Apart from that, there are many other liquid keto supplements in the market that can work wonders for you. Powerade Zero Keto is one of them. Try it.

8. Have a Lot of Dairy Products

Since the Keto diet shouts in favor of having high-fat products, you might end up having a lot of dairy products. After all, they are high in fat content.
But there are a few downsides to heavy consumption of dairy products too. You must be aware of the following:

  • Milk and Yogurt are high in carb content
  • Having uncontrolled amounts of dairy can lead to a reverse effect in your pursuit of weight loss

So, keep a check on what you are eating/drinking and in what quantities. This is where having a plan again helps.

9. Not Taking Enough Electrolytes

Although this falls under the micronutrient category, this is being covered under a separate category for its importance.

If at times you feel muscle ache, fatigue, nausea, brain fog, etc., your body is indicating lack of electrolytes. Here is why this happens.

When you start your keto diet, your body is burning up existing glucose. This might result in a drastic fall of electrolytes in your body and you must not let this happen. Therefore, consume appropriate amounts of electrolytes.

10. Avoiding Proteins

The ideology that consuming too many proteins would start a metabolic action to raise your blood sugar and knock you out of ketosis is not true.

The concept is known as gluconeogenesis and is contrary to many opinions. You simply don’t need to worry about having excess protein in your ketogenic diet.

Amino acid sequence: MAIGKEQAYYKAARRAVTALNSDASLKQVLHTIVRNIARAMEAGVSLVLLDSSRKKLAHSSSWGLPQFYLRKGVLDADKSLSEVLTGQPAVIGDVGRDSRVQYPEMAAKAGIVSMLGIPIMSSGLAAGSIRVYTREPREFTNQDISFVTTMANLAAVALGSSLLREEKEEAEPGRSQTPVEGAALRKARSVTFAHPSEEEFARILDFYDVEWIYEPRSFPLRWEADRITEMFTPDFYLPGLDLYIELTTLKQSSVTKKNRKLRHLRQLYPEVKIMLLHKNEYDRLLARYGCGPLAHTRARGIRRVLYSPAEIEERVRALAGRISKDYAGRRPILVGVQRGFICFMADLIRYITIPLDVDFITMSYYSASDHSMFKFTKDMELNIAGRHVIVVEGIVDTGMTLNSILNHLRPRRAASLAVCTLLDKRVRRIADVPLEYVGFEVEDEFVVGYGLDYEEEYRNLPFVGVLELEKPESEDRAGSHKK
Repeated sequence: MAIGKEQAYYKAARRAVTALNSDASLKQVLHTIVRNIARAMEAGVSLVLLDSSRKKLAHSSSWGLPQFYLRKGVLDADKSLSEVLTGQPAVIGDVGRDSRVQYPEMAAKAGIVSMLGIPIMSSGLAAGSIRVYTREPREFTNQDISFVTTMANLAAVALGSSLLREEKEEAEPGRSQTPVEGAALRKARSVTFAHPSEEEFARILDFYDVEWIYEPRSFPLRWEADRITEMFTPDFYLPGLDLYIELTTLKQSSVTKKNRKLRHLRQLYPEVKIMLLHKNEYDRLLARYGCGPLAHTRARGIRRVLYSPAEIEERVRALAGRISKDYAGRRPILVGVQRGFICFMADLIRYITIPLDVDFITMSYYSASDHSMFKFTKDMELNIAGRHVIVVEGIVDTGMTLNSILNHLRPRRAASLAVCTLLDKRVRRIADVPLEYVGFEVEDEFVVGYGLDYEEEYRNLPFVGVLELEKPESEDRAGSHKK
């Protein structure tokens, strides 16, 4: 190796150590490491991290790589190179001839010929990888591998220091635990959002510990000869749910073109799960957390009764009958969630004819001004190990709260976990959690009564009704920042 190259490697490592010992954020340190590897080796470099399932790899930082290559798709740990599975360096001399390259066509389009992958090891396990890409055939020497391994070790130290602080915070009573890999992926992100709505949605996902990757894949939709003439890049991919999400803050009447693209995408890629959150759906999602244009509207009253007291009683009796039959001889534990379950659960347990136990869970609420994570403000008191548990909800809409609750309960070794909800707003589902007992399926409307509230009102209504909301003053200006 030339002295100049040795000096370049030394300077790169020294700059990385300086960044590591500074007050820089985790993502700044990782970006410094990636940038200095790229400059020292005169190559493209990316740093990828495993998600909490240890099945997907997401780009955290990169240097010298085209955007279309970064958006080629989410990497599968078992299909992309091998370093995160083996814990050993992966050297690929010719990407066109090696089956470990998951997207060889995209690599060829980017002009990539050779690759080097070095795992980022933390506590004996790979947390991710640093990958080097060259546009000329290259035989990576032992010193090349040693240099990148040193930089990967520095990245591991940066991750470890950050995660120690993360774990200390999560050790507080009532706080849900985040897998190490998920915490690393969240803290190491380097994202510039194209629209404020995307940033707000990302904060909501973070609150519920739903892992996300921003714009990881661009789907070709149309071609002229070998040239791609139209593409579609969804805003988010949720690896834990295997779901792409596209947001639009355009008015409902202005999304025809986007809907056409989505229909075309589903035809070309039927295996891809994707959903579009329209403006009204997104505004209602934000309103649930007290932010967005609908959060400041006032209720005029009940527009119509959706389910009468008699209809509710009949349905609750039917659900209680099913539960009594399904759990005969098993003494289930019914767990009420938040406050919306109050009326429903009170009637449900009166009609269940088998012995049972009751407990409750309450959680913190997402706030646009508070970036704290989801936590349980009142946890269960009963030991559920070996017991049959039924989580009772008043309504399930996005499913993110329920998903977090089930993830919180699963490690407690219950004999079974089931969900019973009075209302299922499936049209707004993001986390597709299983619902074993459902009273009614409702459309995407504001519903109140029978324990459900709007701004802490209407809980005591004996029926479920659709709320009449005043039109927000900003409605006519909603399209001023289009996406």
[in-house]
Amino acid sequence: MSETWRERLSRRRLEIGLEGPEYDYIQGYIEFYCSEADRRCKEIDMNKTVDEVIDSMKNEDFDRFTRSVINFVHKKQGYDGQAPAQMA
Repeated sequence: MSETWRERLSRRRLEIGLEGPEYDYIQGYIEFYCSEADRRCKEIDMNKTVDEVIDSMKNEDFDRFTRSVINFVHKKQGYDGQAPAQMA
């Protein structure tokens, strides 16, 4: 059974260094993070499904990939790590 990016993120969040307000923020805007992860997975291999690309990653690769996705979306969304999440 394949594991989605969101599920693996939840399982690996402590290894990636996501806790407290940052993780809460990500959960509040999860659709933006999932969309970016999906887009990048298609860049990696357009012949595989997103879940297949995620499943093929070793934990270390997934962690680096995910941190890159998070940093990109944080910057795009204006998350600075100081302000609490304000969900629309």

So, instead of avoiding proteins invite them to your diet. The amino acids in proteins help repair and build muscles and other body tissues. It would also help you in weight since it will make you full always.


Overall, the only way to have a successful ketogenic diet is to ensure that you don’t commit the above 10 mistakes. Try to accommodate these considerations and you would be off to exercising a very successful keto diet.…

Continue Reading


Can I Get Approved for Medical Marijuana in Ohio?

Even though marijuana has been legalized in the state of Ohio, a lot of people are still hesitant about the idea of using it for medical purposes. The stigma with marijuana has been around for a long time and it’s quite difficult to shake off.

Luckily, the state has established a great medical marijuana program that assures aspiring medical marijuana patients that they can be approved. Of course, the program also has its own requirements and qualifications but for as long you follow these steps, your chances of getting approved will improve.

Application Process

Ever since the bill was approved summer of 2016, the medical marijuana program in the state has been up and running. However, unlike other states, the program’s application process doesn’t seem to be pretty easy. In fact, it’s quite challenging that most people don’t really expect to get approved.

But don’t worry. The following steps will guide you through the process and will increase your chances of winning their approval.

Find a Doctor

By now, you must be aware that for you to get a medical marijuana card, you need to have a qualifying condition. With this, it’s so much easier looking for a doctor to recommend medical marijuana as a form of treatment.

First thing you need to do is find a doctor who has been certified by the State Medical Board. These doctors are certified that they can recommend to patients. Fortunately, here’s a list of doctors that you can scan through to find the most suitable one for you.

Once you find a doctor, book an appointment and prepare yourself for that appointment. By preparations, we mean both financial and mental preparations. The visit won’t come cheap because these doctors have their own set of specialties; prepare around $100-$200 for the session.

Second, mentally prepare for one of the longest sessions of your life. You and your doctor will be discussing marijuana and your condition extensively to see if you do really qualify for that form of treatment.

This doctor will also be the one to submit a complete patient’s registration to the Ohio’s Board of Pharmacy. This registration will have lots of information to be filled up by your doctor.

Application Fee